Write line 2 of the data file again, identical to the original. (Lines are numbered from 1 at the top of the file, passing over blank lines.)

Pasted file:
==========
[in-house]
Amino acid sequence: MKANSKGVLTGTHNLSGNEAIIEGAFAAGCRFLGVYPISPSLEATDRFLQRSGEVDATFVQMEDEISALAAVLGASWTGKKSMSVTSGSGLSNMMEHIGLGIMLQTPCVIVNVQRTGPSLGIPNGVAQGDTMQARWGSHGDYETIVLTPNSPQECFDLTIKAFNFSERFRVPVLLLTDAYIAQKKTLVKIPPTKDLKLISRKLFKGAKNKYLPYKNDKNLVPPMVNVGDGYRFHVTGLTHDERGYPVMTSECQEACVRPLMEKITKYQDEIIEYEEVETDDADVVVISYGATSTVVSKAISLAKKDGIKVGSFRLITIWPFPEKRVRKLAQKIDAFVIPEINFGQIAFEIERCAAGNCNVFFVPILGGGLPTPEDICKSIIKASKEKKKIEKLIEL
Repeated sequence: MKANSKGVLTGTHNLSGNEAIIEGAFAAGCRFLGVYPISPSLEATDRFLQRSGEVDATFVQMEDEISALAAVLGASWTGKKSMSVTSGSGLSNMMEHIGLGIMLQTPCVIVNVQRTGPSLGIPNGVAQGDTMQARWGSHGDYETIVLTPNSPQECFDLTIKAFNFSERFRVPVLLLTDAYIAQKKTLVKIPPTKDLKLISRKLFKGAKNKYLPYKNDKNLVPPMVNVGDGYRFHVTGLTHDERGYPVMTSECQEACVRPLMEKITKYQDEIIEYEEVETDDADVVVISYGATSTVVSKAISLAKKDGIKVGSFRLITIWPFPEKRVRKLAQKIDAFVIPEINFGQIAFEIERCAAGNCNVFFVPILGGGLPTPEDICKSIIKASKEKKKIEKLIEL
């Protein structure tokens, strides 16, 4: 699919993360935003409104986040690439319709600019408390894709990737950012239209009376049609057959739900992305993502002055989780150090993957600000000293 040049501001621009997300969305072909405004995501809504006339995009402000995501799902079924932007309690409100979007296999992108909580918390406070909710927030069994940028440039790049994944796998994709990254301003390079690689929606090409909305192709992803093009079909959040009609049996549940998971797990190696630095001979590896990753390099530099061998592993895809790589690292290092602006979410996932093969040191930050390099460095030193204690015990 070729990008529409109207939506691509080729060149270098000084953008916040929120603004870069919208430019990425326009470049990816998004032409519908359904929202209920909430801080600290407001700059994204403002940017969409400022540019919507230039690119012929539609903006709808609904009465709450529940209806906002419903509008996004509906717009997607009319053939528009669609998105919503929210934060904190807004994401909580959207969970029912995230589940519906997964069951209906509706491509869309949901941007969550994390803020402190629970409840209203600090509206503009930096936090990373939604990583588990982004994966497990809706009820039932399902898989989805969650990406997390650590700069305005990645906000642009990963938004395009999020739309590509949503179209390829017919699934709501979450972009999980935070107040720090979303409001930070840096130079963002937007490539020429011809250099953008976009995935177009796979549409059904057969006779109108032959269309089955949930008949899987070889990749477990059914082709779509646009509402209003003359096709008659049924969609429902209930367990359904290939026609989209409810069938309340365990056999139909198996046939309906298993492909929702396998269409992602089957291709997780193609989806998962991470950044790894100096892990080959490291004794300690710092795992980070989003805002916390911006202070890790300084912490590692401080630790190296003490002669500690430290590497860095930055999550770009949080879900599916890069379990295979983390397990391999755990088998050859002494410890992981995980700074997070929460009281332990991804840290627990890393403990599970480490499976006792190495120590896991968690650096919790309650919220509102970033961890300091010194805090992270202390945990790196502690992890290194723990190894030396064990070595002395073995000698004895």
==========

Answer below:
Amino acid sequence: MKANSKGVLTGTHNLSGNEAIIEGAFAAGCRFLGVYPISPSLEATDRFLQRSGEVDATFVQMEDEISALAAVLGASWTGKKSMSVTSGSGLSNMMEHIGLGIMLQTPCVIVNVQRTGPSLGIPNGVAQGDTMQARWGSHGDYETIVLTPNSPQECFDLTIKAFNFSERFRVPVLLLTDAYIAQKKTLVKIPPTKDLKLISRKLFKGAKNKYLPYKNDKNLVPPMVNVGDGYRFHVTGLTHDERGYPVMTSECQEACVRPLMEKITKYQDEIIEYEEVETDDADVVVISYGATSTVVSKAISLAKKDGIKVGSFRLITIWPFPEKRVRKLAQKIDAFVIPEINFGQIAFEIERCAAGNCNVFFVPILGGGLPTPEDICKSIIKASKEKKKIEKLIEL